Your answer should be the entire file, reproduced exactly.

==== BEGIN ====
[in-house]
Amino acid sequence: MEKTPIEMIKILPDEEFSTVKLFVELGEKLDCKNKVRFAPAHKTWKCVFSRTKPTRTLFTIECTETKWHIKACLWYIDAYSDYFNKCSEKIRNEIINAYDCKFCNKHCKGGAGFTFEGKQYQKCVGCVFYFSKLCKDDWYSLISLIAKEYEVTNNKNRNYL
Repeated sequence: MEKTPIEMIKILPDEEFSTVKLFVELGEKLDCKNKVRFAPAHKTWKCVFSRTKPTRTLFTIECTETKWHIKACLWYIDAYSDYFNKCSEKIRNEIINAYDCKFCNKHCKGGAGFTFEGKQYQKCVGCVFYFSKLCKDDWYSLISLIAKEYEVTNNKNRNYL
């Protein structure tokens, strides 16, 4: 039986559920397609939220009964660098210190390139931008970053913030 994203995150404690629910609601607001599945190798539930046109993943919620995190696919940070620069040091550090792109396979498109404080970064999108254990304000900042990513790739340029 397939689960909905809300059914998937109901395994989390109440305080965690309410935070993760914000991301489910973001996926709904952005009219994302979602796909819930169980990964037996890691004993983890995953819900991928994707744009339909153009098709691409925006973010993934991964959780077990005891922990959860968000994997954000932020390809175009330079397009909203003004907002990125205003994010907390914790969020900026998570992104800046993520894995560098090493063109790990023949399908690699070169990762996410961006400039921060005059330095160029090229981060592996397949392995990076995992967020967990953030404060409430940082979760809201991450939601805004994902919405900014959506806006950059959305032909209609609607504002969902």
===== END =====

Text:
[in-house]
Amino acid sequence: MEKTPIEMIKILPDEEFSTVKLFVELGEKLDCKNKVRFAPAHKTWKCVFSRTKPTRTLFTIECTETKWHIKACLWYIDAYSDYFNKCSEKIRNEIINAYDCKFCNKHCKGGAGFTFEGKQYQKCVGCVFYFSKLCKDDWYSLISLIAKEYEVTNNKNRNYL
Repeated sequence: MEKTPIEMIKILPDEEFSTVKLFVELGEKLDCKNKVRFAPAHKTWKCVFSRTKPTRTLFTIECTETKWHIKACLWYIDAYSDYFNKCSEKIRNEIINAYDCKFCNKHCKGGAGFTFEGKQYQKCVGCVFYFSKLCKDDWYSLISLIAKEYEVTNNKNRNYL
């Protein structure tokens, strides 16, 4: 039986559920397609939220009964660098210190390139931008970053913030 994203995150404690629910609601607001599945190798539930046109993943919620995190696919940070620069040091550090792109396979498109404080970064999108254990304000900042990513790739340029 397939689960909905809300059914998937109901395994989390109440305080965690309410935070993760914000991301489910973001996926709904952005009219994302979602796909819930169980990964037996890691004993983890995953819900991928994707744009339909153009098709691409925006973010993934991964959780077990005891922990959860968000994997954000932020390809175009330079397009909203003004907002990125205003994010907390914790969020900026998570992104800046993520894995560098090493063109790990023949399908690699070169990762996410961006400039921060005059330095160029090229981060592996397949392995990076995992967020967990953030404060409430940082979760809201991450939601805004994902919405900014959506806006950059959305032909209609609607504002969902």